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    Find out what other moms-to-be are asking. Join in the discussion with Henci Goer, whose expertise is determining what the research tells us best promotes safe, healthy birth. If you would like to contact Henci outside of the Ask Henci forum, send an email to Goersitemail@aol.com.

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    Jun 08
    2008

    right to push in any position I want

    Archived User

    Hello Henci,

    I just read the legal rights I have as a birthing mother and I wanted to make sure it applies in my situation. 

    I read that I have the right to deliver the baby in any position I want but when I went to the birthing class at the hospital I plan on delivering (my insurance won't cover using a birthing center), they informed us that even if we have not had any medication that we have to deliver on our backs (hospital policy), which did not make me happy, but unfortunately, I don't have much of a choice at this time.  I am 32 weeks pregnant.

    But, if legally, they cannot make me deliver on my back, how are they able to tell us that hospital policy mandates that we deliver in that position? 

    Please clear this up for me.

    Thanks so much!!

     

     

    Henci Goer

    The first thing that came to mind when I read your post is: if hospital policy mandates that all women push and give birth on their backs, which is indisputably ineffective and harmful, what other ineffective and harmful policies and practices might this hospital be imposing? Routine IVs? No oral intake? Routine continuous electronic fetal monitoring (cardiotocography)? Confining laboring women to bed? Be that as it may, I suggest you talk to your care provider. Begin by getting clarification that you have, in fact, understood correctly that hospital policy is to have women push and give birth lying on their backs. Then, whether you understood correctly or not, ask your care provider to sign a note saying that unless necessary to treat a medical complication, your care provider affirms that you may push in any position you find effective. Alternatively, have you considered home birth? It is your least expensive option if you have to pay out of pocket, and having your baby in an environment with suboptimal practices and policies may end up costing you and your baby more than you ever want to pay. Thirty-two weeks is not too late to switch.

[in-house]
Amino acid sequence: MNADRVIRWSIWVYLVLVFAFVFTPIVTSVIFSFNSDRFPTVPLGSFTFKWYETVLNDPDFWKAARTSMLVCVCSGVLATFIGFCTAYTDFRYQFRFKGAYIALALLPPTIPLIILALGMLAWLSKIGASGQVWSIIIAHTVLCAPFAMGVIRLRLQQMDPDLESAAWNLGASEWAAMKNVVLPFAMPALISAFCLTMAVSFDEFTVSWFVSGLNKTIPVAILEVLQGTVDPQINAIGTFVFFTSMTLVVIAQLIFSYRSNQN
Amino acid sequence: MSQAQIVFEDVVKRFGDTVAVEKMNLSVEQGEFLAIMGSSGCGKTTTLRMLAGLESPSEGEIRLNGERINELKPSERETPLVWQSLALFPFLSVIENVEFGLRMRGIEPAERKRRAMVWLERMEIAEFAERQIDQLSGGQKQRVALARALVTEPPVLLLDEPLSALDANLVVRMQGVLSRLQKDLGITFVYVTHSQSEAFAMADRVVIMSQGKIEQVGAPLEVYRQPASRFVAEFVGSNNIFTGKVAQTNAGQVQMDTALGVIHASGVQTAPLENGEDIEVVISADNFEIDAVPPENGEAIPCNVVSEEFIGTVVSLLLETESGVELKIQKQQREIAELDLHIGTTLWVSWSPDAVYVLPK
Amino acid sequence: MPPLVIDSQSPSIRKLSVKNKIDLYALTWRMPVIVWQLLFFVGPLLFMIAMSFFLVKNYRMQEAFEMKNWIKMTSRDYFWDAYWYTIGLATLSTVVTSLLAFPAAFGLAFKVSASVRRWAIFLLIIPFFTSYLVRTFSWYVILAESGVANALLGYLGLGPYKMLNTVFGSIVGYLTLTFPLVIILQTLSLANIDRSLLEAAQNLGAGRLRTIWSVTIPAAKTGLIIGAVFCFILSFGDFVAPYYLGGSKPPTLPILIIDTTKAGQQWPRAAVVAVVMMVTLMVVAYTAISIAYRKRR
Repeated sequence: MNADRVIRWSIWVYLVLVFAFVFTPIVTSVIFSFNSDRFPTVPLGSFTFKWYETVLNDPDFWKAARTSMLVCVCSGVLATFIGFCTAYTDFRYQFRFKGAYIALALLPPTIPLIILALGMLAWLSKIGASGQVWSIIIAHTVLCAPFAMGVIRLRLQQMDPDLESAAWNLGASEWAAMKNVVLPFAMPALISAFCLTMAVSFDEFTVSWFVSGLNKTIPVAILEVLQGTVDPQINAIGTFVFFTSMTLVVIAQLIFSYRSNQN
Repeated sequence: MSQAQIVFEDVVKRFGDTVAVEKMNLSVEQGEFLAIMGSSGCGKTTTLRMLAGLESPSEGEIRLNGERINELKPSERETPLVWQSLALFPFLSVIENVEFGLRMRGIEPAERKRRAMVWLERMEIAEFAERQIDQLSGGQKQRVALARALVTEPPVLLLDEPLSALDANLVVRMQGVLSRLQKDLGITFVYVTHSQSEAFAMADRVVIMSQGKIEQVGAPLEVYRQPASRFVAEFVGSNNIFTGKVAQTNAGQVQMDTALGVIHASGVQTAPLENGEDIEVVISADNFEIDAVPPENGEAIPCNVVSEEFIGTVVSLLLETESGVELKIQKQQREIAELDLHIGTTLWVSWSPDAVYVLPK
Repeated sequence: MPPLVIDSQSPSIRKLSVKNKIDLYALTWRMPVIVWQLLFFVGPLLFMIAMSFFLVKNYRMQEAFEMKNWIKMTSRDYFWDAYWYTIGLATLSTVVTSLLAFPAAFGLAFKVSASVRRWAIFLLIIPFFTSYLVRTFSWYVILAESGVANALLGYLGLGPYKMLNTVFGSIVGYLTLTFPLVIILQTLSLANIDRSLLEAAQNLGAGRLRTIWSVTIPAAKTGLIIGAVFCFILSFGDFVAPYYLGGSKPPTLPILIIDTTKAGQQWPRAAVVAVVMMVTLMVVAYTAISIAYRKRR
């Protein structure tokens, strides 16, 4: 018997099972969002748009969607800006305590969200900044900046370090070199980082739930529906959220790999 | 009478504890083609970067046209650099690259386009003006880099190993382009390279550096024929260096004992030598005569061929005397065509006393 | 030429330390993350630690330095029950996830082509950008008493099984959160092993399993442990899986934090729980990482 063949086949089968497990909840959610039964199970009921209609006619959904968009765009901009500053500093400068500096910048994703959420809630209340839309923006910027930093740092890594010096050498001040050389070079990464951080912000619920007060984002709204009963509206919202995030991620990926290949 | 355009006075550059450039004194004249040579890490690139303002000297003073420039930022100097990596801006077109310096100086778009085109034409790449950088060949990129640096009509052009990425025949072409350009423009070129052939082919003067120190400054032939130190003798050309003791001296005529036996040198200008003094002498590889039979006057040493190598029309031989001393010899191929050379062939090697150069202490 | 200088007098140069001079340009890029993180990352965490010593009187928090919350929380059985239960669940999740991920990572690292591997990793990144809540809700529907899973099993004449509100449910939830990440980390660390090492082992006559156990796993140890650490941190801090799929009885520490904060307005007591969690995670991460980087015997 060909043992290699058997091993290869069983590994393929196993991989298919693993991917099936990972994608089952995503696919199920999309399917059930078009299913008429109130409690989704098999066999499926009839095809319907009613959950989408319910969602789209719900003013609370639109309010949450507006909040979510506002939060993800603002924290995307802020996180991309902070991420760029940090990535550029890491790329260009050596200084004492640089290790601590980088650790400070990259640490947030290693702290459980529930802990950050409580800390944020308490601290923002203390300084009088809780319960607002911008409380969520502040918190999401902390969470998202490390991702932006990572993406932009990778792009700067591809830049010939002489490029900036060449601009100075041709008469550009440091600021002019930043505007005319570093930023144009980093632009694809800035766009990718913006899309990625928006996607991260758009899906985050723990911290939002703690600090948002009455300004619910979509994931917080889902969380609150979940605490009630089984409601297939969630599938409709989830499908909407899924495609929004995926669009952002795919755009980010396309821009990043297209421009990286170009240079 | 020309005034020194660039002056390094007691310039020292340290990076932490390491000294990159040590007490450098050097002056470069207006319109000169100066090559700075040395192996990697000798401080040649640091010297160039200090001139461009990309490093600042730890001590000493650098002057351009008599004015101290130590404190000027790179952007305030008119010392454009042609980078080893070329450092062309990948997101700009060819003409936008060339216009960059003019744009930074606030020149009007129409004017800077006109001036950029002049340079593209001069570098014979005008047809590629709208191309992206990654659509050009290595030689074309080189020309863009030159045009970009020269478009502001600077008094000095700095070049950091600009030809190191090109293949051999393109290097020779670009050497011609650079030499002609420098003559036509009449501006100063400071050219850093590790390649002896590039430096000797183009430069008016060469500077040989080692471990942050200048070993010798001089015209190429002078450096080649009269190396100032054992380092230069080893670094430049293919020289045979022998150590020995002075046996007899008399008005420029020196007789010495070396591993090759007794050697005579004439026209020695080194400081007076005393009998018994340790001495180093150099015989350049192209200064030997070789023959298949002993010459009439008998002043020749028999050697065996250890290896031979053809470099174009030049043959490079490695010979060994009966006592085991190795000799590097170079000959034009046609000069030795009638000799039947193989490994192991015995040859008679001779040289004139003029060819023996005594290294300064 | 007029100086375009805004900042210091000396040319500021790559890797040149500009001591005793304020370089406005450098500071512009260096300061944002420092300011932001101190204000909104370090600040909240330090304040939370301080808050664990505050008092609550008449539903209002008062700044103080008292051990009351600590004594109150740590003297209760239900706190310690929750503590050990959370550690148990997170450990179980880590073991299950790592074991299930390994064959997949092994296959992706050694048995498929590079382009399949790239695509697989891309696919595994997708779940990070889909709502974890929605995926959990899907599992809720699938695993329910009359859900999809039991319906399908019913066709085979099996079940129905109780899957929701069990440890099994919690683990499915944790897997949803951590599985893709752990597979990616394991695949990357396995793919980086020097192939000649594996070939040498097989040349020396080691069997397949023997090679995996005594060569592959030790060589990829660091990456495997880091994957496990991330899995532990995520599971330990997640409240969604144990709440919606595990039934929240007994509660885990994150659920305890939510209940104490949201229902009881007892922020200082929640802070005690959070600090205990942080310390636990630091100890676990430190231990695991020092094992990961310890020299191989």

-- Henci

    P.S. Just out of curiosity, where is this hospital?

    Archived User
    I think too that inasmuch as it is every woman's right to push in any position she chooses to, a hospital can have the policies it chooses to and can deny care if these are not followed. So both can exist next to each other unfortunately.

    I would find out what all the policies are in that hospital. Not something you want to find out during labor.

    I am sorry you are in this situation. Of course, I second Henci's homebirth suggestion

    maria.
    Henci Goer

    I don't disagree, but arguments and staff disapproval are not good for laboring women even if they prevail, and, sorry to say, it is all too easy for staff to punish women who have made themselves "difficult patients" by challenging the status quo.

    -- Henci

    Archived User
    Oh, absolutely. Bullying laboring women is prevalent in hospitals I am sure.
    maria.
    Archived User
    Posted By n/a on 06/26/2008 11:43 PM
    I think too that inasmuch as it is every woman's right to push in any position she chooses to, a hospital can have the policies it chooses to and can deny care if these are not followed. So both can exist next to each other unfortunately.



    Legally, under EMTALA, if a woman is in active labor and she approaches a hospital within a certain distance (150 yeard?), the hospital can no longer deny care regardless of what policies the woman does not wish to abide by.

    Of course this is of no comfort to the woman who is physically forced to submit to hospital "policy" (which is more often just "practice" with no written policy to demand it) when she tries to get some sort of redress after the birth, and no lawyer will touch her case, and the police don't accept that the woman has been legally assaulted.


    All Times America/New_York

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